I am going into the Lodgings gentlemen as a business and if I prosper every farthing that my late husband owed shall be paid for the sake of the love I bore him, by this right hand." It took a long time to do but it was done, and the silver cream-jug which is between ourselves and the bed and the mattress in my room up-stairs (or it would have found legs so sure as ever the Furnished bill was up) being presented by the gentlemen engraved "To Mrs. Lirriper a mark of grateful respect for her honourable conduct" gave me a turn which was too much for my feelings, till Mr. Betley which at that time had the parlours and loved his joke says "Cheer up Mrs. Lirriper, you should feel as if it was only your christening and they were your godfathers and godmothers which did promise for you." And it brought me round, and I don't mind confessing to you my dear that I then put a sandwich and a drop of sherry in a little basket and went down to Hatfield church-yard outside the coach and kissed my hand and laid it with a kind of proud and swelling love on my husband's grave, though bless you it had taken me so long to clear his name that my wedding-ring was worn quite fine and smooth when I laid it on the green green waving grass.

I am an old woman now and my good looks are gone but that's me my dear over the plate-warmer and considered like in the times when you used to pay two guineas on ivory and took your chance pretty much how you came out, which made you very careful how you left it about afterwards because people were turned so red and uncomfortable by mostly guessing it was somebody else quite different, and there was once a certain person that had put his money in a hop business that came in one morning to pay his rent and his respects being the second floor that would have taken it down from its hook and put it in his breast-pocket--you understand my dear--for the L, he says of the original--only there was no mellowness in HIS voice and I wouldn't let him, but his opinion of it you may gather from his saying to it "Speak to me Emma!" which was far from a rational observation no doubt but still a tribute to its being a likeness, and I think myself it WAS like me when I was young and wore that sort of stays.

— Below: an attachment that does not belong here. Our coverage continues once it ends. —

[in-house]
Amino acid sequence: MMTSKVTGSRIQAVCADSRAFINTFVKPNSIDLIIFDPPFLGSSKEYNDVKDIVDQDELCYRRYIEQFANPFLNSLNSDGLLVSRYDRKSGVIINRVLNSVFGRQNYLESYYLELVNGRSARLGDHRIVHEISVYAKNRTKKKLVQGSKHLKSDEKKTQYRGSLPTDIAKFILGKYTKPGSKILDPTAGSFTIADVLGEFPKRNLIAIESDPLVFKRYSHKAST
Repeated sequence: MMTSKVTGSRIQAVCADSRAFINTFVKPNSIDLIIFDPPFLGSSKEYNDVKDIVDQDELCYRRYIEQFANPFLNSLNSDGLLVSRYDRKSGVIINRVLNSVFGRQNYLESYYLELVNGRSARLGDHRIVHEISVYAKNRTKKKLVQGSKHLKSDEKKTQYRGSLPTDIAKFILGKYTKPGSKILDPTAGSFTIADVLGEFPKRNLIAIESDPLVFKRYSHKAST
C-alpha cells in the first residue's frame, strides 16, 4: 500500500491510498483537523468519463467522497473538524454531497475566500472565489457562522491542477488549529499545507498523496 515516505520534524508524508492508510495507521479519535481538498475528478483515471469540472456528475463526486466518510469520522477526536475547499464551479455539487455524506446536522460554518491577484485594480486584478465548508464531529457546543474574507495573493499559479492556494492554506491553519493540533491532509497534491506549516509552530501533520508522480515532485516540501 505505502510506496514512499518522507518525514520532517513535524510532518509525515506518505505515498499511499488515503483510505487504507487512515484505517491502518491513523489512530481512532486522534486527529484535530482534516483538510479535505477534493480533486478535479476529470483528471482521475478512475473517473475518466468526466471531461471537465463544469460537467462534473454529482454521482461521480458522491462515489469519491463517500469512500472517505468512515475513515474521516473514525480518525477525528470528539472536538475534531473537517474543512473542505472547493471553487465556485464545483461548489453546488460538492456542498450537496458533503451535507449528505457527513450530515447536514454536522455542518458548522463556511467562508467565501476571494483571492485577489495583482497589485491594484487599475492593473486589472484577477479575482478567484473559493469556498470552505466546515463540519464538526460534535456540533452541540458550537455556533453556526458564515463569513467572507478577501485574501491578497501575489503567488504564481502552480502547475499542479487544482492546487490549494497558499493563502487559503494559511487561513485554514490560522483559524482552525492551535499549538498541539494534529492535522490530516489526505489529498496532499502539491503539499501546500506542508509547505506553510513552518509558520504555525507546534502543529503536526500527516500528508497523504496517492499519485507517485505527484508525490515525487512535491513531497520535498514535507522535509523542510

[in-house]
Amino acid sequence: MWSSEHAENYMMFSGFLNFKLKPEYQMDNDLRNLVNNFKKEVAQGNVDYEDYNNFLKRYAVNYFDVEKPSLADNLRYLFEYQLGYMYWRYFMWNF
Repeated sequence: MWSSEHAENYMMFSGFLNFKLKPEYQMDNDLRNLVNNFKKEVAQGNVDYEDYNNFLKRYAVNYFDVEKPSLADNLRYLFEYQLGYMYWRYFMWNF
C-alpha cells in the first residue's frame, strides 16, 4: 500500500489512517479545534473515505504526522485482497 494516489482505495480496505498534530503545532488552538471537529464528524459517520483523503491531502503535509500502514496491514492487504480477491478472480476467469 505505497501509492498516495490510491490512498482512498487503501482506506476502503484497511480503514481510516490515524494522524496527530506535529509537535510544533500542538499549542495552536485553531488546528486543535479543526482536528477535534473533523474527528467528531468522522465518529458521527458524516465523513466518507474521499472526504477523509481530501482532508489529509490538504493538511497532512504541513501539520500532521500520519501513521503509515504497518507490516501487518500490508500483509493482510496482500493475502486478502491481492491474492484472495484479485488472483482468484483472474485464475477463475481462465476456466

But it was about the Lodgings that I was intending to hold forth and certainly I ought to know something of the business having been in it so long, for it was early in the second year of my married life that I lost my poor Lirriper and I set up at Islington directly afterwards and afterwards came here, being two houses and eight-and- thirty years and some losses and a deal of experience.

Girls are your first trial after fixtures and they try you even worse than what I call the Wandering Christians, though why THEY should roam the earth looking for bills and then coming in and viewing the apartments and stickling about terms and never at all wanting them or dreaming of taking them being already provided, is, a mystery I should be thankful to have explained if by any miracle it could be. It's wonderful they live so long and thrive so on it but I suppose the exercise makes it healthy, knocking so much and going from house to house and up and down-stairs all day, and then their pretending to be so particular and punctual is a most astonishing thing, looking at their watches and saying "Could you give me the refusal of the rooms till twenty minutes past eleven the day after to-morrow in the forenoon, and supposing it to be considered essential by my friend from the country could there be a small iron bedstead put in the little room upon the stairs?" Why when I was new to it my dear I used to consider before I promised and to make my mind anxious with calculations and to get quite wearied out with disappointments, but now I says "Certainly by all means" well knowing it's a Wandering Christian and I shall hear no more about it, indeed by this time I know most of the Wandering Christians by sight as well as they know me, it being the habit of each individual revolving round London in that capacity to come back about twice a year, and it's very remarkable that it runs in families and the children grow up to it, but even were it otherwise I should no sooner hear of the friend from the country which is a certain sign than I should nod and say to myself You're a Wandering Christian, though whether they are (as I HAVE heard) persons of small property with a taste for regular employment and frequent change of scene I cannot undertake to tell you.

Charles Dickens
Classic Literature Library
Classic Authors

All Pages of This Book
Charles Dickens A Tale of Two Cities
Charles Dickens Great Expectations
Charles Dickens Our Mutual Friend
Charles Dickens David Copperfield
Charles Dickens Bleak House
Charles Dickens Little Dorrit
Charles Dickens Oliver Twist
Charles Dickens Nicholas Nickleby
Charles Dickens Dombey and Son
Charles Dickens The Pickwick Papers
Charles Dickens A Christmas Carol